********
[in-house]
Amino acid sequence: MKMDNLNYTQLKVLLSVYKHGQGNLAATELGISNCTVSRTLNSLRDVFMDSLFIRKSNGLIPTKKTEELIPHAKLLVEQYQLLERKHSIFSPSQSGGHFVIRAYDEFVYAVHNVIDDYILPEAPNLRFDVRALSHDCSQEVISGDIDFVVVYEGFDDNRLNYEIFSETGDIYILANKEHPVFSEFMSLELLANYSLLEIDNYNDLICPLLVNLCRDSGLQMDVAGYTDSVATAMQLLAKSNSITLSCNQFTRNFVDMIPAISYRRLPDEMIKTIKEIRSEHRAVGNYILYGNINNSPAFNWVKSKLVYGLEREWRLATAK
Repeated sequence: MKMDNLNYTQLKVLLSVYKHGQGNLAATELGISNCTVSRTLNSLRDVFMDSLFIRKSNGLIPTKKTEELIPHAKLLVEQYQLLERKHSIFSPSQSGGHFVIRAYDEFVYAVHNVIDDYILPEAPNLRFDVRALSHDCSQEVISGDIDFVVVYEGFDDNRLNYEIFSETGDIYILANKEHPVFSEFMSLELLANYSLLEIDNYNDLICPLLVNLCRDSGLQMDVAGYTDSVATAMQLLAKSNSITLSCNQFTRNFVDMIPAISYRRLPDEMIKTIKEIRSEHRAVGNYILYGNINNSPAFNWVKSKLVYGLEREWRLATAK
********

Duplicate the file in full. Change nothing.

[in-house]
Amino acid sequence: MKMDNLNYTQLKVLLSVYKHGQGNLAATELGISNCTVSRTLNSLRDVFMDSLFIRKSNGLIPTKKTEELIPHAKLLVEQYQLLERKHSIFSPSQSGGHFVIRAYDEFVYAVHNVIDDYILPEAPNLRFDVRALSHDCSQEVISGDIDFVVVYEGFDDNRLNYEIFSETGDIYILANKEHPVFSEFMSLELLANYSLLEIDNYNDLICPLLVNLCRDSGLQMDVAGYTDSVATAMQLLAKSNSITLSCNQFTRNFVDMIPAISYRRLPDEMIKTIKEIRSEHRAVGNYILYGNINNSPAFNWVKSKLVYGLEREWRLATAK
Repeated sequence: MKMDNLNYTQLKVLLSVYKHGQGNLAATELGISNCTVSRTLNSLRDVFMDSLFIRKSNGLIPTKKTEELIPHAKLLVEQYQLLERKHSIFSPSQSGGHFVIRAYDEFVYAVHNVIDDYILPEAPNLRFDVRALSHDCSQEVISGDIDFVVVYEGFDDNRLNYEIFSETGDIYILANKEHPVFSEFMSLELLANYSLLEIDNYNDLICPLLVNLCRDSGLQMDVAGYTDSVATAMQLLAKSNSITLSCNQFTRNFVDMIPAISYRRLPDEMIKTIKEIRSEHRAVGNYILYGNINNSPAFNWVKSKLVYGLEREWRLATAK